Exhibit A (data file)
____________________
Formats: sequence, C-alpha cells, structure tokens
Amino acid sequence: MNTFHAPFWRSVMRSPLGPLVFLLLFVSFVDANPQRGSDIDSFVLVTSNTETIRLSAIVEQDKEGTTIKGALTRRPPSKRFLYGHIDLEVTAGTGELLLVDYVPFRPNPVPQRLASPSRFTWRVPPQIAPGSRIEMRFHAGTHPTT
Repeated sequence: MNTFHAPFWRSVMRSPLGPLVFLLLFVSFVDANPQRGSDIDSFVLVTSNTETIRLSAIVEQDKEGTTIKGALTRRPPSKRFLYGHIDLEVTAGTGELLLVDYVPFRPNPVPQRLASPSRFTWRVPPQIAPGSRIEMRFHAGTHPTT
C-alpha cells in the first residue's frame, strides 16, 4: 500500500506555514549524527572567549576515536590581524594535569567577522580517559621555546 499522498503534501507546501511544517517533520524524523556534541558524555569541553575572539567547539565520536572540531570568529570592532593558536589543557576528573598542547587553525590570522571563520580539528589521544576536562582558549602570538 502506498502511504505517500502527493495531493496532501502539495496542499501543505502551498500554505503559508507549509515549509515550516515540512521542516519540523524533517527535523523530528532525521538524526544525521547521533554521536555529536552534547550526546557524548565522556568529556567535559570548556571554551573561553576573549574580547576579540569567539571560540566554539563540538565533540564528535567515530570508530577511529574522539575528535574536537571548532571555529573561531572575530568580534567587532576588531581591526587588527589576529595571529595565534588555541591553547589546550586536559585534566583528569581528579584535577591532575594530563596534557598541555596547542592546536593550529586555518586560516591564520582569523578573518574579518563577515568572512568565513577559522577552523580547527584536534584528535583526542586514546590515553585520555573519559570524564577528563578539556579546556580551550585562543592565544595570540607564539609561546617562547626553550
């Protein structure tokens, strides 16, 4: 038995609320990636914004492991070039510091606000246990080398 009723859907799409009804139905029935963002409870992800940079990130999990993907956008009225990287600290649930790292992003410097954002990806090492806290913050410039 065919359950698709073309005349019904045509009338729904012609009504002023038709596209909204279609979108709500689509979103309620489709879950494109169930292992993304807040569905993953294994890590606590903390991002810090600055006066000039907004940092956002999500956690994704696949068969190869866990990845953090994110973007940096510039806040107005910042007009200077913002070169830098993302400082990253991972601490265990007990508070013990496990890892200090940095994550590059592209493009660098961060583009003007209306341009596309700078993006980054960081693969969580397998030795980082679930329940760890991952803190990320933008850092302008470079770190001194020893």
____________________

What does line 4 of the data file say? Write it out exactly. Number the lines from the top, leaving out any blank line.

C-alpha cells in the first residue's frame, strides 16, 4: 500500500506555514549524527572567549576515536590581524594535569567577522580517559621555546 499522498503534501507546501511544517517533520524524523556534541558524555569541553575572539567547539565520536572540531570568529570592532593558536589543557576528573598542547587553525590570522571563520580539528589521544576536562582558549602570538 502506498502511504505517500502527493495531493496532501502539495496542499501543505502551498500554505503559508507549509515549509515550516515540512521542516519540523524533517527535523523530528532525521538524526544525521547521533554521536555529536552534547550526546557524548565522556568529556567535559570548556571554551573561553576573549574580547576579540569567539571560540566554539563540538565533540564528535567515530570508530577511529574522539575528535574536537571548532571555529573561531572575530568580534567587532576588531581591526587588527589576529595571529595565534588555541591553547589546550586536559585534566583528569581528579584535577591532575594530563596534557598541555596547542592546536593550529586555518586560516591564520582569523578573518574579518563577515568572512568565513577559522577552523580547527584536534584528535583526542586514546590515553585520555573519559570524564577528563578539556579546556580551550585562543592565544595570540607564539609561546617562547626553550